JAIC 1980, Volume 19, Number 2, Article 5 (pp. 96 to 102)
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Journal of the American Institute for Conservation
JAIC 1980, Volume 19, Number 2, Article 5 (pp. 96 to 102)

SPRAYED POLY (VINYL ACETATE) HEAT SEAL ADHESIVE LINING OF PEN AND IRON GALL INK DRAWINGS ON TRACING PAPER

Thea Jirat-Wasiutynski



2 TREATMENT PROPOSAL

BECAUSE IT WAS NECESSARY to consolidate the embrittled tracing paper and to preserve what remained of the fragile pen and ink lines, it was decided to line the tracings. The use of aqueous adhesives had to be rejected. Not only is tracing paper usually reactive and expansive when wetted, but in this case any attempt to moisten the sheets would cause the delicate lines to fall away completely. Therefore, a solution to the problem, previously described for mounting deteriorated textiles, was adapted and a heat-seal adhesive, poly (vinyl acetate) PVA, was chosen.6 This material is well documented and has an excellent aging record.7 Its use as an adhesive is straightforward and efficient. It is also reversible since bonding takes place as the result of the PVA adhering to not impregnating, the paper fibers.8 Because the resin is available in several viscosity grades, one with a relatively low softening point in relation to the other heat-seal adhesives was considered the best in this case. Excessive heat would cause further deterioration of the fragile tracings.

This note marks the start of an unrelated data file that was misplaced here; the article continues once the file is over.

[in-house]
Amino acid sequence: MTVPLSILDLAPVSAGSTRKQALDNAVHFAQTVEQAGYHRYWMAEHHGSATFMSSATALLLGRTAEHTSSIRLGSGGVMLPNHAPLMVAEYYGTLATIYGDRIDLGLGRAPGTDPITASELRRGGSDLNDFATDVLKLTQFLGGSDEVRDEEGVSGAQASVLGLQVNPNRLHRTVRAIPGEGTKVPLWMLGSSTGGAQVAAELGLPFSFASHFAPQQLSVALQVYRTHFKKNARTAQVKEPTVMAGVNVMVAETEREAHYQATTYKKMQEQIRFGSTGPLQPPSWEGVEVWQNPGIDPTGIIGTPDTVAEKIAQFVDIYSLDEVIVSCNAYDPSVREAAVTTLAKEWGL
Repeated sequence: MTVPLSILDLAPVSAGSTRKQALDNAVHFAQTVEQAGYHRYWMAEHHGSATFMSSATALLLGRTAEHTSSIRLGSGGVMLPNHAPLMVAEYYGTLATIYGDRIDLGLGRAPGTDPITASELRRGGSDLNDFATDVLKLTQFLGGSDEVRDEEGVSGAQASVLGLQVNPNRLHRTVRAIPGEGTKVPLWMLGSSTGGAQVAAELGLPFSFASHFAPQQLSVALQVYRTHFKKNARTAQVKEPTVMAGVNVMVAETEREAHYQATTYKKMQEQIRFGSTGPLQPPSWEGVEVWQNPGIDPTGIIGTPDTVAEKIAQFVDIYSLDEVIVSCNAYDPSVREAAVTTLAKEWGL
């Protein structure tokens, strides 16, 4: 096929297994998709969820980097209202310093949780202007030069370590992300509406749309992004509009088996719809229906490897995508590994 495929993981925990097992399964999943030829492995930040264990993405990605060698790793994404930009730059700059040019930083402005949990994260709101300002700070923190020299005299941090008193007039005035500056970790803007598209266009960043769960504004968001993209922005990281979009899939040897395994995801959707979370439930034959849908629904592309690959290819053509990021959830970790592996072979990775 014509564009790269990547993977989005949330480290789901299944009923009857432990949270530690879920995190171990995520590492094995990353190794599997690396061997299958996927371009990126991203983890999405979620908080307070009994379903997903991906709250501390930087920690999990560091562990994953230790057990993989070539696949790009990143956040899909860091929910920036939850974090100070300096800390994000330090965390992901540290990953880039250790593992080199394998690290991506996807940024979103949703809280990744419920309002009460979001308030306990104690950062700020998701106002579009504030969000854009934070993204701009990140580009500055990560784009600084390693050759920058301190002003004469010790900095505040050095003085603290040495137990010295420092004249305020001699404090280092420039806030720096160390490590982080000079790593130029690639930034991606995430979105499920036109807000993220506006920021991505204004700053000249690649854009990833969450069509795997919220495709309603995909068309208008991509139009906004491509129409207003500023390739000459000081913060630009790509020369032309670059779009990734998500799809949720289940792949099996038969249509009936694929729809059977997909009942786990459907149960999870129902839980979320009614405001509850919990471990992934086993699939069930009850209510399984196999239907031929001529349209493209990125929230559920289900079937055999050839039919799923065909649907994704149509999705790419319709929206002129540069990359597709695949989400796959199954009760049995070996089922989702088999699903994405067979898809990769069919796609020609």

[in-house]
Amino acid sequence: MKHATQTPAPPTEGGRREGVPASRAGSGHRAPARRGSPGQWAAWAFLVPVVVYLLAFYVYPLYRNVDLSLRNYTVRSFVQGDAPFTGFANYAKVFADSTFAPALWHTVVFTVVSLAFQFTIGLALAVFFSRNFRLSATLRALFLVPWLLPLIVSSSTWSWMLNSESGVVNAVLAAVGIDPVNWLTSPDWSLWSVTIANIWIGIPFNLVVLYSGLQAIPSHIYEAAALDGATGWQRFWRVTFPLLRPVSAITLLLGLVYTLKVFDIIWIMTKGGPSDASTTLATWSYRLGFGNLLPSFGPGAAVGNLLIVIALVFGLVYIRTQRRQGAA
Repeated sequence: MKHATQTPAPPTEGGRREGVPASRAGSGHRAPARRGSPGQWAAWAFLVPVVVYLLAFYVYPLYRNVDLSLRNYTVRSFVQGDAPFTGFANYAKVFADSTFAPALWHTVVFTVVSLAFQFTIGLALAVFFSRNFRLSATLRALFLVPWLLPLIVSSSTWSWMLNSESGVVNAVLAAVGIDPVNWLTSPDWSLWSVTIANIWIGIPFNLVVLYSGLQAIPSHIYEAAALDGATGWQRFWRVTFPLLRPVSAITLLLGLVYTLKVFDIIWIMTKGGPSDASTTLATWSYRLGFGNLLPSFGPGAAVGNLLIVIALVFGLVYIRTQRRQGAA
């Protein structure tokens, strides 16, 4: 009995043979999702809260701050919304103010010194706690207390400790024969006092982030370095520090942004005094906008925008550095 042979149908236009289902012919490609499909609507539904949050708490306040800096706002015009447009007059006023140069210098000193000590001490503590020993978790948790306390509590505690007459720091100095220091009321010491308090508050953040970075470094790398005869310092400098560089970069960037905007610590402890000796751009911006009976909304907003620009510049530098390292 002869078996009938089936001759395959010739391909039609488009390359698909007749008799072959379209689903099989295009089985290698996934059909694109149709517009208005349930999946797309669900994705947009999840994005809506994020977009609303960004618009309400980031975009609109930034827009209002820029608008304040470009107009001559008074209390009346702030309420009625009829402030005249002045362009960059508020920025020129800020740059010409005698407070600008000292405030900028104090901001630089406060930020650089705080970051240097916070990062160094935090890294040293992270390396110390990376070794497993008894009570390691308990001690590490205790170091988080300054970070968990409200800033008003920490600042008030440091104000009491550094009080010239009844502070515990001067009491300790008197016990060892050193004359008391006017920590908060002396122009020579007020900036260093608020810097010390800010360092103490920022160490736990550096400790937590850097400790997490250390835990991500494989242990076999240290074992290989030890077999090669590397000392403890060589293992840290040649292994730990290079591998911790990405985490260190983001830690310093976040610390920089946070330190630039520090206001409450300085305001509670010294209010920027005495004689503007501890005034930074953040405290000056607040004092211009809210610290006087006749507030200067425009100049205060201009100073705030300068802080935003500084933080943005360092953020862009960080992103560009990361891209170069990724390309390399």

The lining material chosen, Cerex Spunbonded Nylon Gossamer Web, was both lightweight and transparent enough to preserve the thinness and translucency typical of tracing paper.9 Flexibility of the lining would be provided by spraying the adhesive, thereby preventing the stiffening that would result if the web were filled with resin as by brushing.10 In this way, it was hoped to retain the stylus indentations and the wrinkled, undulating surface topography which give these sheets their particular character.


Copyright 1980 American Institute for Conservation of Historic and Artistic Works